Education and Gender Equality

Why it's important, and how you can help.

First Off, Let's Talk Gender Equality.

Gender equality, by definition, is the state in which access to rights or opportunities is unaffected by gender. In our modern world, we are exposed to a profusion of ways to promote gender equality. However, many of the "modern day Twitter feminists" forget to acknowledge that there is more than just the first world.

The Gender Inequality Index measures the levels of inequality in different countries. For some perspective of how bad women have it around the world (relative to yourself), here are some countries and their ranking in the Gender Inequality Index (remember, the lower the number the better the conditions for women):


  • Slovenia - 1 (ranked first)
  • Sweden - 6
  • Croatia - 30
  • The United States - 55
  • Saudi Arabia - 56
  • Nepal - 108
  • Yemen - 155 (ranked last)


Not all countries are included in the index, but we can use this resource to better understand gender equality conditions around the world.


Yemen is ranked last on the GII, and it is easy to see why. Only 25% of women above the age of 15 in Yemen work in the labor force. Astonishingly, only 0.7% of women have a seat in parliament. But, shocking to many, is the fact that in Yemen only 8.6% of women have some kind of secondary education.

Now Let's Touch on Education

Equal education for both boys and girls is crucial in taking down gender inequality. In order to combat this inequality, there are a number of things we can do:

  1. People around the world need to be encouraged to invest in women's education.
  2. Violence and bias against women must be stopped. To create a world in which women can learn and be paid as much as men, we first have to fix the issues with our "women are less than" mentality. (It's impossible to grow a garden without seeds). One step at a time, as they say.
  3. More often than not, gender equality is not represented in a school's curriculum. For example: sex education. Many of us can recall a moment in which we were introduced to "sex ed," whether it be in 7th grade health class or a high school elective. It is important that we reflect the equality of all genders at school from a young age, and not just in the workplace or at home. Things like equal representation in health/sex-ed books and the teaching of important women in history seem like small changes, but the impact in a young woman's morale can be calculable.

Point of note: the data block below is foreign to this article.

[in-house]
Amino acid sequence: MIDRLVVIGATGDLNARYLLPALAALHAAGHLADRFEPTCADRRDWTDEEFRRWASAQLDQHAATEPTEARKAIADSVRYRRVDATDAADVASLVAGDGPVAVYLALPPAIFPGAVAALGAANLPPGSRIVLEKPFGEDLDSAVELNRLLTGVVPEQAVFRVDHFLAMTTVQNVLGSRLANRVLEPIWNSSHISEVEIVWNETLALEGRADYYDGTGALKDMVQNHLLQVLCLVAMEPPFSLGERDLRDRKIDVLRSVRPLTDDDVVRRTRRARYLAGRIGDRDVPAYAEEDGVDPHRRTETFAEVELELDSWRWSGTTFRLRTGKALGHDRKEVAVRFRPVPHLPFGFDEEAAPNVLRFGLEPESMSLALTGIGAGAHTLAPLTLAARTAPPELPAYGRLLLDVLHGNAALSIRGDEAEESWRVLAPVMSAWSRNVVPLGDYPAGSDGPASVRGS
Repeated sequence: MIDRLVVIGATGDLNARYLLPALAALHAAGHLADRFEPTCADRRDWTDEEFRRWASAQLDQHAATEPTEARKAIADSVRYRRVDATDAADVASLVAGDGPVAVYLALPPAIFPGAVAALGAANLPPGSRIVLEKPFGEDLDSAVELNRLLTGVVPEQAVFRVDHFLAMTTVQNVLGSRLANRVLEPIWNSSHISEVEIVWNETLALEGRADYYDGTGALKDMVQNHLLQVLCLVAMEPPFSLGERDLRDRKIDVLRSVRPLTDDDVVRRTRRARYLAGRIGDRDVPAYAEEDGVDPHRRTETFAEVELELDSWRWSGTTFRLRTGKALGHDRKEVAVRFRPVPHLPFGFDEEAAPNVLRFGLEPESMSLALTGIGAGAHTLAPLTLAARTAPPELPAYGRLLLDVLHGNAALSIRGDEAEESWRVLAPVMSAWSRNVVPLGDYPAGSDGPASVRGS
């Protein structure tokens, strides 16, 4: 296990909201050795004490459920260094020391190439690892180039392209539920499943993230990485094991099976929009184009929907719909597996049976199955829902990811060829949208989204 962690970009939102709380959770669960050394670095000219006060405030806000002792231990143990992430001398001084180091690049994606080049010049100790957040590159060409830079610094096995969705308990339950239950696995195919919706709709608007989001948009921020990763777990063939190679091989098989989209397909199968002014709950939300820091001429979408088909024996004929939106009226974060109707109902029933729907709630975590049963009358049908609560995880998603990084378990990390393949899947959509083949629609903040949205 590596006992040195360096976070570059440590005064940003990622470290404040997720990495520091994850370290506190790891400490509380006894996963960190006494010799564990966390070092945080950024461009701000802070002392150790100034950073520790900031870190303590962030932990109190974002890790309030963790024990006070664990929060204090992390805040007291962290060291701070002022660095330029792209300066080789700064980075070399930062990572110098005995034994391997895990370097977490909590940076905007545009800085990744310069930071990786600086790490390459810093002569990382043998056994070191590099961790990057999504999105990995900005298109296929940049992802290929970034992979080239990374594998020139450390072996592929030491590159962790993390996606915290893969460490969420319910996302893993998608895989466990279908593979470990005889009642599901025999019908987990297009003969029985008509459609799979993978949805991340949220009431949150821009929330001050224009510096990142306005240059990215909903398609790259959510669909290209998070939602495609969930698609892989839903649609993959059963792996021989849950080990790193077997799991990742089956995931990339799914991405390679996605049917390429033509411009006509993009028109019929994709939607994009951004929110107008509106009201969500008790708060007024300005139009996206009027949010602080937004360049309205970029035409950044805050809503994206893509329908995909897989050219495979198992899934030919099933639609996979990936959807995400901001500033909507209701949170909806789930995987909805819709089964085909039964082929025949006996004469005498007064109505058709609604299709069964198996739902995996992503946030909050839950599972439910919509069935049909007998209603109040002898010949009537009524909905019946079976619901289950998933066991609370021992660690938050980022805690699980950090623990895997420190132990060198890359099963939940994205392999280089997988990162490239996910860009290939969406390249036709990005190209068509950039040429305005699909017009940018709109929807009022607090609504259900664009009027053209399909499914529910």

According to the Peace Corps, girls make up a higher percentage of out-of-school children than boys (with world-wide consideration). Approximately one quarter of girls in the developing world do not attend school. This is because of number of reasons:

  1. Families with limited means cannot afford costs such as school fees, uniforms, and supplies. This causes parents to prioritize education for their sons.
  2. Families in the developing world often need their daughters for household chores, carrying water, and childcare.


Education is important in being able to live a better quality of life, and not only in the workplace. An educated girl is more likely to postpone marriage, have a smaller family, have healthier children, and to send her own children to school.

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"What Can I Do to Help," You Ask?

We need to focus on the small things first, then combat the big. Remember: one step at a time. First we fight the little things, like gender stereotyping, and then we can move on to developing women's education and role in society. Here's a couple of things you can do:


  1. First off, educate yourself. It is important to know what is going on in your world, not just your own country. Make sure you are properly educated about women's rights around the globe. The right to a proper education, career, voting, etc. are more common than we like to think. Sure, I would like to not feel obligated to shave my legs, but there are so many more urgent issues affecting women around the world. Get to know the world beyond your own borders.
  2. Combat gender roles and stereotypes. We've all heard phrases like "you run like a girl" or "are you on your period?". Debating these occurrences in everyday life may seem pointless, but they're not. By fighting these small phrases, we can see a major change in women's morale. Empowerment in women, especially the younger ones of our time, is important in not only developing the role of women in our world, but ensuring a better future for the women of tomorrow. It's crazy how much a little girl with confidence can accomplish.
  3. Donate to/support organizations that do work in gender equality and women's education. Organizations like these do their part in educating the public, as well as empowering other people to do work with them. These groups include: Youth on the Move, Girls' Improved Learning Outcome, and The Ambassadors' Girls' Scholarship Program.
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